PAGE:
Co-owner and Saturday Night Live original cast member Dan Aykroyd stood outside the club and invited four young women in right off the sidewalk. He asked their names as he escorted them down the House of Blues's front path and ushered them into his place of business. It was clear that the four had no idea who Aykroyd was — and missed the whole meaning of what was going on.
Later, at Morton's, Sony Music entertained Bob Dylan, Tony Bennett, Jennifer Lopez and members of the group Train. By design, the Sony group decided to keep the party small — only 300 people on the guest list — and while that idea may have been prudent, it also meant that the party was over fast. Tommy Mottola — who also was missing from Monday night's tribute dinner for Billy Joel — either never showed up or bugged out when things got slow.
"It's not like last year, when there were so many celebrities here," said one Sony insider. "They made it too restrictive. I bet they're regretting that now."
Nevertheless, getting Bob Dylan to do anything is something of a miracle, so we'll give them credit for that. And the guys from Train — who won two Grammys — were very nice.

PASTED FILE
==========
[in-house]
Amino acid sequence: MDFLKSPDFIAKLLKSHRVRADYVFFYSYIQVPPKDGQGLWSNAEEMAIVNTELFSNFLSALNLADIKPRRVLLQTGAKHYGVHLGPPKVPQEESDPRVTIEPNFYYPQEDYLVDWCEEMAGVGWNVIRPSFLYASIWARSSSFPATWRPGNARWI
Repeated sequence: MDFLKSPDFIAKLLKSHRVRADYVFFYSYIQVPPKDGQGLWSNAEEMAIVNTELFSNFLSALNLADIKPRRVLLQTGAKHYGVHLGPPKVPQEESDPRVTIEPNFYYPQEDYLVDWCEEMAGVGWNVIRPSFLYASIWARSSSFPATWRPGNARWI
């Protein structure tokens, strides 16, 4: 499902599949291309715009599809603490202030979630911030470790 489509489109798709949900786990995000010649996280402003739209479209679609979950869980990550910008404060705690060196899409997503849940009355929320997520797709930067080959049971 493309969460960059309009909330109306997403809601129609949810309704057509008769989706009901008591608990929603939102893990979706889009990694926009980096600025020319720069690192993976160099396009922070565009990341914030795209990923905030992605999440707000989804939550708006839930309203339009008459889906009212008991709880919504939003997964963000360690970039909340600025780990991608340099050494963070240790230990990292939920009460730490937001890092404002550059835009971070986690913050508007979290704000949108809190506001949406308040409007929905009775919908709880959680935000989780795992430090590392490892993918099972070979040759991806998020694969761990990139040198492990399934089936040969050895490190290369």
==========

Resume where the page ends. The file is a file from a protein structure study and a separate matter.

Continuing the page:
Toward the end of the evening, actor Ryan Phillippe turned up with USA Films's honcho Scott Greenstein, who produced Gosford Park — which Phillippe is in. Ryan, who's 27, is married to Reese Witherspoon, and is producing movies as well as starring in them, gave the party a much needed boost, then headed off for a night cap at the Four Seasons with Greenstein. The pair was last seen climbing into a Cadillac Escalade driven by Benicio Del Toro around 1:30 in the morning.
The betting is off on Russell Crowe for best actor. As Oscar ballots arrive at voters' mailboxes, word is spreading fast about Crowe's short-tempered remarks following the British Academy Awards last weekend.
So now what? Denzel Washington and Tom Wilkinson are suddenly looking a lot better, my sources say, with Wilkinson possibly surprising everyone with a last minute surge. Washington, of course, could get the Oscar for his career work. His performance in Training Day is showy but not political, which is always the way to go if you want to win.
On the other hand, Tom Wilkinson doesn't much care whether he wins, and that attitude might work with the over-saturated Academy. He simply did his job, did it great, and moved on to new matters. He won the New York Film Critics Award, Denzel won Los Angeles. So now the vote comes down to the two of them, and either man is an acceptable winner at this point.